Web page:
Scooter Safety Tips

Dear New Yorker:

With the holiday season upon us, one of the hottest selling toys appears to be the scooters that children can be seen riding all over the state as well as the country. Yet, adults should be mindful to the safety concerns associated with these scooters and purchase proper protective gear to prevent unnecessary injuries.

The U.S. Consumer Product Safety Commission has reported that emergency room-treated injuries related to the popular lightweight scooters have increased dramatically since the spring, and that there were at least 30,000 scooter-related emergency room-treated injuries between January and November 15th. Most of the injuries have been to children under 15 years of age. At least two fatalities have been associated with the scooters - one adult and one child.

The CPSC recommends that riders, especially children, wear proper safety gear, including a helmet, and knee and elbow pads to help prevent injuries - the same safety gear that is recommended for in-line skating.

The scooters, which first came on the market in the U.S. last year, are newer versions of the foot-propelled scooters first popular in the 1950s. They are made of lightweight metal such as aluminum and have small low-friction wheels similar to those on in-line skates. Most injuries occurred when riders fell from the scooters. A significant number of the injuries were fractures and dislocations to arms and hands.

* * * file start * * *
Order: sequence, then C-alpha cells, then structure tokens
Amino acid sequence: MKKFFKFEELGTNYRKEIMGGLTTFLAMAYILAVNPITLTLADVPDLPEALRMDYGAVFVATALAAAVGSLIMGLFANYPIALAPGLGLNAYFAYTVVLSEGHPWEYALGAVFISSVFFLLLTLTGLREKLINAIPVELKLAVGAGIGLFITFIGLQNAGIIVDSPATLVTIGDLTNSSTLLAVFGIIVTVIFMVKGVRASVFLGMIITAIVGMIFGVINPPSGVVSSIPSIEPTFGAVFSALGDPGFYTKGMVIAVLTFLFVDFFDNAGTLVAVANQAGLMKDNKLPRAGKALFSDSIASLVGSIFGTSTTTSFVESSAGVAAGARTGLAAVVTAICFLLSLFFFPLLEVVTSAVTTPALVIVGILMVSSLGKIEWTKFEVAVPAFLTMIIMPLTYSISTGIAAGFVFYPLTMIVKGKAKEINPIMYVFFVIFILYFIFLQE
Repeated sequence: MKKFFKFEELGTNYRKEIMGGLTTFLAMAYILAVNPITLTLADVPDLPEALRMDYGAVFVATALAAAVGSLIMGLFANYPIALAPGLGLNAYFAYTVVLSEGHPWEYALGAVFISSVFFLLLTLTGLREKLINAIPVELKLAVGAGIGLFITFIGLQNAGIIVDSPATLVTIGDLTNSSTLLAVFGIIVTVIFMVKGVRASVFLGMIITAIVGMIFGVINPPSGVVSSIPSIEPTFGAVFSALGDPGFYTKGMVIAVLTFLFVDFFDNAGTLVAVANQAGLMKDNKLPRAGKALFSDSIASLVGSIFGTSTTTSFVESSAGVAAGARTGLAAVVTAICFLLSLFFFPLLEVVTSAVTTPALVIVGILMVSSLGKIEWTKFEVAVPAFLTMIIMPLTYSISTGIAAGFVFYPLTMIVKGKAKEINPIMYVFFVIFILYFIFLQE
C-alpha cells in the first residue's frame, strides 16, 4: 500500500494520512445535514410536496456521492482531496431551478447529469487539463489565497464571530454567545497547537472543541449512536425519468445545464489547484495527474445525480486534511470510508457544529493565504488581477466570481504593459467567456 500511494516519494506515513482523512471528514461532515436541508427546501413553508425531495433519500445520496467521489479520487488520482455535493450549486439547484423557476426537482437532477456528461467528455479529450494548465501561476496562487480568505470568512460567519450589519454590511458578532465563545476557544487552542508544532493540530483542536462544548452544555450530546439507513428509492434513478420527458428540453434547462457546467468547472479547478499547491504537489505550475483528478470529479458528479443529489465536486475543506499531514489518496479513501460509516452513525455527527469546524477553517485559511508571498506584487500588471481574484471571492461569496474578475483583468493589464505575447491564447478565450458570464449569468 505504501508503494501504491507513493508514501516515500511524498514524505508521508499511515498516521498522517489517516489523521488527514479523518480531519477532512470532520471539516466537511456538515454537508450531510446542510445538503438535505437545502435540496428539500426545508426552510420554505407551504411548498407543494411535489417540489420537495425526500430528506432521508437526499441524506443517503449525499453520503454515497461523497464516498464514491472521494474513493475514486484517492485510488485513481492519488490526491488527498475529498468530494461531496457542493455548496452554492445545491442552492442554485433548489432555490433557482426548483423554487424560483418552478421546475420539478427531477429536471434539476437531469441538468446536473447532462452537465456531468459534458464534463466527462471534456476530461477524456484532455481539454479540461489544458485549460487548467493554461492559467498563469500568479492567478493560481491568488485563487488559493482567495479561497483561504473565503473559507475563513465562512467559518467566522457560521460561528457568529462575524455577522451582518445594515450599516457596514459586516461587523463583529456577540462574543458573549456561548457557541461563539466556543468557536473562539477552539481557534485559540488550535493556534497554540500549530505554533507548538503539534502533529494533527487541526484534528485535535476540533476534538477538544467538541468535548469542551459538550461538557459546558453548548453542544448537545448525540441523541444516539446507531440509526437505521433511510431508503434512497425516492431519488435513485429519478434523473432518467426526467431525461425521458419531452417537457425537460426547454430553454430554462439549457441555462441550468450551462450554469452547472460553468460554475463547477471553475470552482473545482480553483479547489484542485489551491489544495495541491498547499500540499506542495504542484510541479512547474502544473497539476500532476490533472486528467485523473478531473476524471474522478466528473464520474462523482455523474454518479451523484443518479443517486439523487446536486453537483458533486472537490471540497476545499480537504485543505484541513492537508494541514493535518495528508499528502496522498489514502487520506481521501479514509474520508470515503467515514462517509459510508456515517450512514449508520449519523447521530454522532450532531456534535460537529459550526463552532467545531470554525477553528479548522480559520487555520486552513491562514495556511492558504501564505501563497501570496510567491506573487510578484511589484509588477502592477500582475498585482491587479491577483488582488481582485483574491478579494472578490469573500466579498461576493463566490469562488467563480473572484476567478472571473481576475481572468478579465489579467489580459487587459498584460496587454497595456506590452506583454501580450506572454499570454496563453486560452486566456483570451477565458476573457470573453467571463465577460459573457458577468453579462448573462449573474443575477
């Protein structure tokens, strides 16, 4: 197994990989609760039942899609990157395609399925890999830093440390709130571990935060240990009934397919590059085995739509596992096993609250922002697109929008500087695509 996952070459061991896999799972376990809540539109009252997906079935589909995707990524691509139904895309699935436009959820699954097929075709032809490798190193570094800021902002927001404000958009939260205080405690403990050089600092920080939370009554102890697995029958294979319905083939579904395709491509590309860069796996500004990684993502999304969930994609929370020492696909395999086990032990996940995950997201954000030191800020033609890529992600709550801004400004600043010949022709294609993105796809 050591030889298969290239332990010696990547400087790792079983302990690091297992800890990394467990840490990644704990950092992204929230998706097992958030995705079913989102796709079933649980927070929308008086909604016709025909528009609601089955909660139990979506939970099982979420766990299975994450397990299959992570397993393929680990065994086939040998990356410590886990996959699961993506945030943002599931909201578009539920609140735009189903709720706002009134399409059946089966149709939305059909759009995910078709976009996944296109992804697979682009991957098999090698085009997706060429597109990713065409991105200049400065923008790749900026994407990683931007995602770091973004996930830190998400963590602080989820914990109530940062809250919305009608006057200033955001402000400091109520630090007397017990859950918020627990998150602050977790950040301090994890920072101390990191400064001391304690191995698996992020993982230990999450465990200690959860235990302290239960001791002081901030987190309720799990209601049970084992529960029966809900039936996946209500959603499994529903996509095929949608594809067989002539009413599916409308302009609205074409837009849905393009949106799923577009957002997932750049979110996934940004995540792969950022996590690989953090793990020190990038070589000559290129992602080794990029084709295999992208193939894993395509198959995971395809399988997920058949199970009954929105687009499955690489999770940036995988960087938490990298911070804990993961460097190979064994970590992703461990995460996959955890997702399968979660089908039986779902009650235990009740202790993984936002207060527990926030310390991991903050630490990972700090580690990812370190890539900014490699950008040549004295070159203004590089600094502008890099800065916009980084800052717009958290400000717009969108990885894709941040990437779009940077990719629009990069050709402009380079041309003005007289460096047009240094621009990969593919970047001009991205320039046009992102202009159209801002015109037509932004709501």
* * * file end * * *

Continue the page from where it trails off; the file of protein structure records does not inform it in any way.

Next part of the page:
Office of the New York Attorney General
The State Capitol 
Albany, New York 12224 

The Attorney General joins the CPSC to provide the following recommendations for safety guidelines, which will provide important protection to your child:

  • Wear a helmet that meets the CPSC’s safety standard, along with knee and elbow pads. Helmets that meet the CPSC’s standard carry a label stating that they meet the CPSC’s standard.
  • Make sure that your child rides the scooter on smooth, paved surfaces without any traffic. Discourage children from riding on streets, or surfaces with water, sand, gravel or dirt.
  • Do not allow your child to ride the scooter at night.

Following these simple guidelines will allow you to rest assured that your child will return to school rather than the emergency room after the winter holidays.